For MLE, why does the information inequality imply identifiability

Let $$X = \langle X_1, \dots, X_n \rangle^{\top}$$ be a finite sample of observation $$X$$ where $$X \sim \mathbb{P}_{\theta_0}$$ with $$\theta_0 \in \Theta$$ and density $$f_X(x; \theta_0)$$. The true parameter $$\theta_0$$ is globally identifiable if

$$\forall \theta \neq \theta_0 \implies \mathbb{P}[f_X(x; \theta) \neq f_X(x; \theta_0)] > 0$$

My lecture notes then say that because of the information inequality for the log likelihood,

$$\mathbb{E}_{\theta_0} [\ell_n(\theta)] \leq \mathbb{E}_{\theta_0}[\ell_{n}(\theta_0)], \qquad \forall \theta \in \Theta \subseteq \mathbb{R}^d.$$

this implies global identification, i.e.

$$\mathbb{E}_{\theta_0} [\ell_n(\theta)] < \mathbb{E}_{\theta_0}[\ell_{n}(\theta_0)], \qquad \forall \theta \neq \theta_0.$$

I don't follow this last step. Why does the inequality become strict? How is this last inequality related to the definition of global identification?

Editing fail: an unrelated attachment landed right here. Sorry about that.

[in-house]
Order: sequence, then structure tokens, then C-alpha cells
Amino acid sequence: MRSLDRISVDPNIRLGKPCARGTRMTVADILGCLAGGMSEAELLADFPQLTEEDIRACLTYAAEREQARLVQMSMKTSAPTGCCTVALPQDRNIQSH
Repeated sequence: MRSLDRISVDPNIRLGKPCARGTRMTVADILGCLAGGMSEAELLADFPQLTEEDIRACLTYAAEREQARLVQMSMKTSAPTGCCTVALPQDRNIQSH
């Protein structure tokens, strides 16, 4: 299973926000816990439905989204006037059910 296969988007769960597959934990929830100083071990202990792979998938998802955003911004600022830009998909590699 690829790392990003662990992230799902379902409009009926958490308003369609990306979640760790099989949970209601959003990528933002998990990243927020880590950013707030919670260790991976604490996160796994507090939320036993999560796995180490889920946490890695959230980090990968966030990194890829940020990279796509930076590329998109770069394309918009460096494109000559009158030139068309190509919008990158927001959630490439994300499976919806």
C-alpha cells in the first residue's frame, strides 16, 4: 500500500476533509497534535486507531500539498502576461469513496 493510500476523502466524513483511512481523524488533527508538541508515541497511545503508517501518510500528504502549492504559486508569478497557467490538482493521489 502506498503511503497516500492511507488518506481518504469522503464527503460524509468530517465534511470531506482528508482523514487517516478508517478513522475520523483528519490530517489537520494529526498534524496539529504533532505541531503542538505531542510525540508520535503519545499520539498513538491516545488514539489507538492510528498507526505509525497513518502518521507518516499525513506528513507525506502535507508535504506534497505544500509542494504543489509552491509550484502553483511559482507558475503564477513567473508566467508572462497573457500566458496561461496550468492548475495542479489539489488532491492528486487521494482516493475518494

Let $$W$$ and $$U$$ denote two continuous (for simplicity) r.v.s with densities $$f_W(w)$$ and $$f_U(u)$$. The expected value of the r.v. $$Z:=f_W(U)/f_U(U)$$ is $$\begin{eqnarray*} E(Z)&=&\int_{S_U}\frac{f_W(u)}{f_U(u)}rd F_U(u)\\ &=&\int_{S_U}f_W(u)d u\\ &\leqslant&1, \end{eqnarray*}$$ where $$S_U$$ is the support of $$f_U(u)$$. Then, we use Jensen's inequality to get $$E[\log(f_W(U)/f_U(U))]\leqslant\log(E[f_W(U)/f_U(U)])\leqslant\log(1)=0$$ Now, take $$\log f_W(U)=L(\theta;U)$$ and $$\log f_U(U)=L(\theta_0;U)$$, so that $$E[L(\theta;U)]-E[L(\theta_0;U)]=E[\log(f_W(U)/f_U(U))]\leqslant 0,$$ which establishes the weak inequality.
Now, under global identification, $$Z$$ is a nondegenerate r.v., so that the inequality is strict.